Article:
Record-low interest rates also fueled some of this activity. But in October the federal government effectively reduced how much buyers can borrow, so there may be some cooling of demand, or at least of pricing, in 2017.

But regional factors suggest a continued upward trend. Vancouver's

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The Nanaimo River Estuary is just south of downtown. The clean, rushing water scatters all kinds of sediments into the ocean to form a wide delta loved by gulls, eagles, oysters and log booms.

Three of us took to a canoe and a kayak, and explored this beautiful desolation on a sunny Sunday in February. Here's a satellite image of where we went:

Nanaimo River Estuary satellite

We started on Maki Rd by Southgate Mall, putting into the water in a narrow canal cut into a marshy area. We could see a lot of gulls congregating at the other end of this canal, so we figured it emptied into the ocean. Turns out we were right, but, not in the way we imagined.

Deploying boats in a drainage canal

The canal came to an abrupt end, narrowing into a culvert that ran under the hillside. The culvert was large enough that we

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Snake Island location thumbnailFour of us went to Snake Island in a couple of canoes. It's a long way: 6 km from Downtown Nanaimo. The waters were calm that day, which was very good because Snake Island is out in the bigger waters of the Georgia Straight, and canoes aren't good for that.

It took an hour to inch across that expanse of ocean, safely out of the way of freighters and the three BC Ferries routes. As we got farther out to sea, Nanaimo opened up behind us, and the mountains got a lot bigger.

Paddlers approaching Snake Island

As we approached the island, we could see there were already tons of mammals already occupying the beach, and they were staring right at us. Were they murderous, two-tonne sea lions bent on our destruction? Or, just cute seals the size of golden retrievers? It was hard to tell

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If you live in Nanaimo and haven't heard this story...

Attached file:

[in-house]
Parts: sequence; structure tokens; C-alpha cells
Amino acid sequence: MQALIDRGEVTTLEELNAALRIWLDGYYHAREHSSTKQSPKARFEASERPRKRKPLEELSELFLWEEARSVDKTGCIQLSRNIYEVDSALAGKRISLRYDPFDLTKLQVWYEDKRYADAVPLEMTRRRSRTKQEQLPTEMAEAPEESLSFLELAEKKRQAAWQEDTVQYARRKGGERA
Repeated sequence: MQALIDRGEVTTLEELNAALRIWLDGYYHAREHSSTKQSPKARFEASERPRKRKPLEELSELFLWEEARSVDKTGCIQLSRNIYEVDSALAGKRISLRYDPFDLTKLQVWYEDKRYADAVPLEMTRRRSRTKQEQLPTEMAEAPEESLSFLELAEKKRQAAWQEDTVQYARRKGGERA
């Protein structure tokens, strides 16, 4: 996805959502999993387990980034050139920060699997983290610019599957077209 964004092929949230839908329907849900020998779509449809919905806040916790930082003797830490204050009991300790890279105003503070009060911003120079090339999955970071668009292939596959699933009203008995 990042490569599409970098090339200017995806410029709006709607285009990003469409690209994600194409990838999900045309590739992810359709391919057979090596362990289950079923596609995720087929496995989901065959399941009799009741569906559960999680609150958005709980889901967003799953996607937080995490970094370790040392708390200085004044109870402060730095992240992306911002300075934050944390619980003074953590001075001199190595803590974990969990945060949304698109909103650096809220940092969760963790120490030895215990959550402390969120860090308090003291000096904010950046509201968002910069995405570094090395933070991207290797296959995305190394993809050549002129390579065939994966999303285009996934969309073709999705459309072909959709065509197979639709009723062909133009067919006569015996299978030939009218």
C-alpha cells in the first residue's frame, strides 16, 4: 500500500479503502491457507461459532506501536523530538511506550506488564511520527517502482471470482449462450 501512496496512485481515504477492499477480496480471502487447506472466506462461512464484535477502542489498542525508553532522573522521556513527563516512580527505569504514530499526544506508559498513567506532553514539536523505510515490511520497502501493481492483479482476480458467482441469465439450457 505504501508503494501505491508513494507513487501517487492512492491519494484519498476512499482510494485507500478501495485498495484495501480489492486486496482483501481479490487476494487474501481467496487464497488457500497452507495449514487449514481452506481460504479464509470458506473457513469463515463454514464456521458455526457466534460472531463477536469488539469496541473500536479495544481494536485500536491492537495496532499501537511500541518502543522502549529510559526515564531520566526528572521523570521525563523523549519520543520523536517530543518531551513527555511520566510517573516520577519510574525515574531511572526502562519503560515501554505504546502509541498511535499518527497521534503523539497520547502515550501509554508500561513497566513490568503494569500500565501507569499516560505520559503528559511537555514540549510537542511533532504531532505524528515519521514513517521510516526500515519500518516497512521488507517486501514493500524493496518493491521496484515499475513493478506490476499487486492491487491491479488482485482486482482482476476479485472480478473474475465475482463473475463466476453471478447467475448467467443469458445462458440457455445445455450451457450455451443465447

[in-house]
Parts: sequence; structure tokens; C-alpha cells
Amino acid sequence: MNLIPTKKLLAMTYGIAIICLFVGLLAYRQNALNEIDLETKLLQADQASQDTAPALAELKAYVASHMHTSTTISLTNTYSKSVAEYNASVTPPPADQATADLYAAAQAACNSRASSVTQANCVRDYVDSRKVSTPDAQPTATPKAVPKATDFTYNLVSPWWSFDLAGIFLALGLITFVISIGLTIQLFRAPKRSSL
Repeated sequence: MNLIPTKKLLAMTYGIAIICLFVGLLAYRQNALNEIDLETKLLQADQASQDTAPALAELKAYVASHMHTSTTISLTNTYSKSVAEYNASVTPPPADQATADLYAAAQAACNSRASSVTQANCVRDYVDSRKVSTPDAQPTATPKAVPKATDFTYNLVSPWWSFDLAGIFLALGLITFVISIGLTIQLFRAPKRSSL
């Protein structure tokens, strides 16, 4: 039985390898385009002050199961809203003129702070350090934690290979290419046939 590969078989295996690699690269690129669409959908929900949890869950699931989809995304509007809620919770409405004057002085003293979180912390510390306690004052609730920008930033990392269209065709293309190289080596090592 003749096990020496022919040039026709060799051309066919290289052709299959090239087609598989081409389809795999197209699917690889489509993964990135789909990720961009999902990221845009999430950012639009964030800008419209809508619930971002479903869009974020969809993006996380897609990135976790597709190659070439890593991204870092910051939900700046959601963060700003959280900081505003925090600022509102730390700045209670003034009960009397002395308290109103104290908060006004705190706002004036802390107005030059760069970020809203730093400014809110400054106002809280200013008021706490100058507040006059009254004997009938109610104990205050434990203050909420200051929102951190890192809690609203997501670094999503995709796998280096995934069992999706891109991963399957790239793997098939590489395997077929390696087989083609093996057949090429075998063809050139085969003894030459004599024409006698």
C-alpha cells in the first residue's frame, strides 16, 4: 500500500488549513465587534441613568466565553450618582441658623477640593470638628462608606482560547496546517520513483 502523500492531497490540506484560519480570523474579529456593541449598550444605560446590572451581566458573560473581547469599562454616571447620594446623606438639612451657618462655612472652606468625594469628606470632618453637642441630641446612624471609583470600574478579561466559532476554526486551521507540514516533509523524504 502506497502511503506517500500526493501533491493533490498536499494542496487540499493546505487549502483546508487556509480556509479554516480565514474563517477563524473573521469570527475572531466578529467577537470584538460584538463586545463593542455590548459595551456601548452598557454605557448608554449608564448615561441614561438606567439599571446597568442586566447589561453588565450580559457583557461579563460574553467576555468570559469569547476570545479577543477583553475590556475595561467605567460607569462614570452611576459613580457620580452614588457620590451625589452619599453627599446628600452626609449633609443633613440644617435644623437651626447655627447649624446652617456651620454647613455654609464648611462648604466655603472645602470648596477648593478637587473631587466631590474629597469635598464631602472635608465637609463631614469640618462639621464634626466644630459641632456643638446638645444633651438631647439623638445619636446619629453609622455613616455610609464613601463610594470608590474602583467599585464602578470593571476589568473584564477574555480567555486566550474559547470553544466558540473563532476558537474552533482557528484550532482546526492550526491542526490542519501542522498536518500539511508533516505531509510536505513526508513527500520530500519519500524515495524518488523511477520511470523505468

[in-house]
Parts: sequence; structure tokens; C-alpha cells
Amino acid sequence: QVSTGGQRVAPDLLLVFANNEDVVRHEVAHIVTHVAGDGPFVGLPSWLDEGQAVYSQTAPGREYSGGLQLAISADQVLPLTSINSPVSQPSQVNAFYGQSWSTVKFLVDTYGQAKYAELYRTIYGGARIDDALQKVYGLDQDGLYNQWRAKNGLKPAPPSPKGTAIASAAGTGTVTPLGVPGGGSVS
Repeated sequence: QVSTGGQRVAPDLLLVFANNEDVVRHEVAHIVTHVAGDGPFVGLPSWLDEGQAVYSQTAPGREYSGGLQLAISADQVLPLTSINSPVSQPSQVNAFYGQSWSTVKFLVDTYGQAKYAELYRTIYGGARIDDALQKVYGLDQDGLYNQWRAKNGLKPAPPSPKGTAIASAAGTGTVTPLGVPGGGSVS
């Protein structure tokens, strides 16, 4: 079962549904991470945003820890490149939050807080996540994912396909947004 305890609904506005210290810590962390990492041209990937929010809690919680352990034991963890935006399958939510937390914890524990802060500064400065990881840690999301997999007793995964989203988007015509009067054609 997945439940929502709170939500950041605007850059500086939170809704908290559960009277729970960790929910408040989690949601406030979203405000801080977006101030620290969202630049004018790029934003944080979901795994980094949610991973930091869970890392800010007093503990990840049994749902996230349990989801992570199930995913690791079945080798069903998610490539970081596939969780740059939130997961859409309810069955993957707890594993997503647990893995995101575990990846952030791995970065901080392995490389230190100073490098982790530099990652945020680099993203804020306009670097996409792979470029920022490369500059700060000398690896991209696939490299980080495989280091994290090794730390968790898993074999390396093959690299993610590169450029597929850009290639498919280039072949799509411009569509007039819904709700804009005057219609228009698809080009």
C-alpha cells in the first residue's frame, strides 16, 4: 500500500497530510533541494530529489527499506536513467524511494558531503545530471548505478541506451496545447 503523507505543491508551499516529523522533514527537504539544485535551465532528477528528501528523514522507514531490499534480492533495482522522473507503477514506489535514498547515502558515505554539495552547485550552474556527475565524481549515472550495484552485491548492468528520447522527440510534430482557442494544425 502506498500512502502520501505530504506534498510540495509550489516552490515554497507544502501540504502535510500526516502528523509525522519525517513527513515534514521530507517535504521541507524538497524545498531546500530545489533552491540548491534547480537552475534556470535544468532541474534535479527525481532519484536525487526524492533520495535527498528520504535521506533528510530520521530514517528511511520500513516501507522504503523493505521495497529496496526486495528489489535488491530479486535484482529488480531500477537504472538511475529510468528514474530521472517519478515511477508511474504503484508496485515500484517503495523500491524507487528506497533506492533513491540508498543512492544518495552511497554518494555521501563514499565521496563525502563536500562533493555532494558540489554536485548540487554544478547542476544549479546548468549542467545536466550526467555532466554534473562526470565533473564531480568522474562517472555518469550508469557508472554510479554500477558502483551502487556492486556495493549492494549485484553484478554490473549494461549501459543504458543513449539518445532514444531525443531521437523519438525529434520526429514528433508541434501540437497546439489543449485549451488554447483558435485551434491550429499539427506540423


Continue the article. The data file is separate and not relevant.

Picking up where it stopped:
1910:
The scene: An explosives factory above the shore of Departure Bay, at the bottom of today's Cilaire neighbourhood. (Cilaire is named for the last powder works to occupy the space.)

What happened: An explosion ripped the place apart. It was so powerful that it wrapped a rail around a tree - here's a photo:

Rail wrapped around tree trunk

That explosion also killed five men. Three kilometers away, the people of Nanaimo thought there had been another disaster in the mines underground.

1913:

Jan01: A new four-sided clock, Nanaimo's pride and joy, is set in motion for the first time on the (already old) sandstone post office overlooking the harbour on Front St.
Here's a photo of that post office (I freaking love

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I've become accustomed to canoeing home from work in the evenings, to my place on Protection Island. I love it.

But I was annoyed at work today, because my canoe was back on the island without me (long story), so I was going to be riding the boring old ferry home instead of having my personal time with the ocean.

It was a hot day (32°C?), so it was easy to decide —once and for all— to swim home to Protection Island. I've always thought it would be cool to swim across the channel from the Yacht Club to Newcastle, and I think every capable Protection Island resident should consider swimming home at least once.

 Swim route to Protection Island

I told everyone at work that I was going to do it, so that I couldn't psyche myself out later, when I would be standing in my ginch